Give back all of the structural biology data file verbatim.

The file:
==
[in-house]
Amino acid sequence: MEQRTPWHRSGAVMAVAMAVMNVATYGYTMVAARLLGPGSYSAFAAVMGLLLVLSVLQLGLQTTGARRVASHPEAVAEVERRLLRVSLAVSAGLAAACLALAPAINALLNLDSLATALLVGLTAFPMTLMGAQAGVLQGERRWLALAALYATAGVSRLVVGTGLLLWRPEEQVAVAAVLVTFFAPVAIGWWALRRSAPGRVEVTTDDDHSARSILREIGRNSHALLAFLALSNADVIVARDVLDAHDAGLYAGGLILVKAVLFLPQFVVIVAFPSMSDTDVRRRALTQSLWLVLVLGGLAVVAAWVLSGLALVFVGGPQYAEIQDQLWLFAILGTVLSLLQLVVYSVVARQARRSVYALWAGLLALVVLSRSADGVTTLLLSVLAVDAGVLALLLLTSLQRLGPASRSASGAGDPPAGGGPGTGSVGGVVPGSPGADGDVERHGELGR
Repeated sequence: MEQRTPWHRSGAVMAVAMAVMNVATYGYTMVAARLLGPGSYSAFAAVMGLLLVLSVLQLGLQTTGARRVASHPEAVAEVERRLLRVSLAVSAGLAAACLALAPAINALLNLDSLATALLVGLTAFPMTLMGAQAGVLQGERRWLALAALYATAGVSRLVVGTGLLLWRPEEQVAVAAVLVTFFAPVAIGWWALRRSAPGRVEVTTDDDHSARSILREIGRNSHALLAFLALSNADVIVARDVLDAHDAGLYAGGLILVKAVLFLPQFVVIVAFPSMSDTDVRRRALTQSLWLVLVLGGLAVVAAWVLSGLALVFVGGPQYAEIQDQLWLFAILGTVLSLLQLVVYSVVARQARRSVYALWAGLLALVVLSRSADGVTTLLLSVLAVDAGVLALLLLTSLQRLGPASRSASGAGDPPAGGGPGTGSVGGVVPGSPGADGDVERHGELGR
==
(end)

[in-house]
Amino acid sequence: MEQRTPWHRSGAVMAVAMAVMNVATYGYTMVAARLLGPGSYSAFAAVMGLLLVLSVLQLGLQTTGARRVASHPEAVAEVERRLLRVSLAVSAGLAAACLALAPAINALLNLDSLATALLVGLTAFPMTLMGAQAGVLQGERRWLALAALYATAGVSRLVVGTGLLLWRPEEQVAVAAVLVTFFAPVAIGWWALRRSAPGRVEVTTDDDHSARSILREIGRNSHALLAFLALSNADVIVARDVLDAHDAGLYAGGLILVKAVLFLPQFVVIVAFPSMSDTDVRRRALTQSLWLVLVLGGLAVVAAWVLSGLALVFVGGPQYAEIQDQLWLFAILGTVLSLLQLVVYSVVARQARRSVYALWAGLLALVVLSRSADGVTTLLLSVLAVDAGVLALLLLTSLQRLGPASRSASGAGDPPAGGGPGTGSVGGVVPGSPGADGDVERHGELGR
Repeated sequence: MEQRTPWHRSGAVMAVAMAVMNVATYGYTMVAARLLGPGSYSAFAAVMGLLLVLSVLQLGLQTTGARRVASHPEAVAEVERRLLRVSLAVSAGLAAACLALAPAINALLNLDSLATALLVGLTAFPMTLMGAQAGVLQGERRWLALAALYATAGVSRLVVGTGLLLWRPEEQVAVAAVLVTFFAPVAIGWWALRRSAPGRVEVTTDDDHSARSILREIGRNSHALLAFLALSNADVIVARDVLDAHDAGLYAGGLILVKAVLFLPQFVVIVAFPSMSDTDVRRRALTQSLWLVLVLGGLAVVAAWVLSGLALVFVGGPQYAEIQDQLWLFAILGTVLSLLQLVVYSVVARQARRSVYALWAGLLALVVLSRSADGVTTLLLSVLAVDAGVLALLLLTSLQRLGPASRSASGAGDPPAGGGPGTGSVGGVVPGSPGADGDVERHGELGR